CV Tips and Best Practices

Writing a strong professional CV is really important as it is your real opportunity to demonstrate to a potential employer that you are an excellent candidate for their vacancy.

A hiring manager will decide whether or not to invite you for an interview based on how closely aligned your skills are in relation to the essential requirements for their vacancy, and how well you present and communicate your relevant experience on your CV.  It will be the first impression the organisation receives of you; so, it will serve you to get it right.

Your CV is essentially an extension of yourself as it reflects your career story and highlights the unique tapestry of your skills, personal attributes and work achievements. In the following guide we will share some best practice tips which will support you to get started with creating or updating your CV.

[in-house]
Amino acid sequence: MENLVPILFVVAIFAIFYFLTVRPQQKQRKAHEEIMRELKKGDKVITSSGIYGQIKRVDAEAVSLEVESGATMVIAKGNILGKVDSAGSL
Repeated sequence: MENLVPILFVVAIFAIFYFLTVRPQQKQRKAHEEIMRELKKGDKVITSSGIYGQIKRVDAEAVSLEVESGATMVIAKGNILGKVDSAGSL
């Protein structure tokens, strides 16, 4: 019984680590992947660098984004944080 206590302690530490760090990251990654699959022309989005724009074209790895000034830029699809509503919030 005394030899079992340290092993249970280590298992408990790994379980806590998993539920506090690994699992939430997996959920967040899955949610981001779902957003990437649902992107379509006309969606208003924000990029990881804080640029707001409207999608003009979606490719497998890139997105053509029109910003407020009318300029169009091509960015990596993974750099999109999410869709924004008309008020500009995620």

Hiring managers review and shortlist numerous applications for a vacancy andwill often initially scan through your CV and identify the key experience that stands out, before reviewing it in further depth and detail.  This means that your CV needs to be easy to navigate: it needs to quickly and clearly demonstrate that you have the necessary skills and competencies that the reader is looking for, based on the essential criteria for the vacancy.

For the majority of professionals there is a standard approach which is recommended to follow which will evidence your skills, experience and qualifications (if applicable) clearly and thus improve your chances of being selected for an interview for the opportunities that match your experience. There are some exceptions to this standard format and structure which we outline in this guide, for example creative professionals will present their experience quite differently.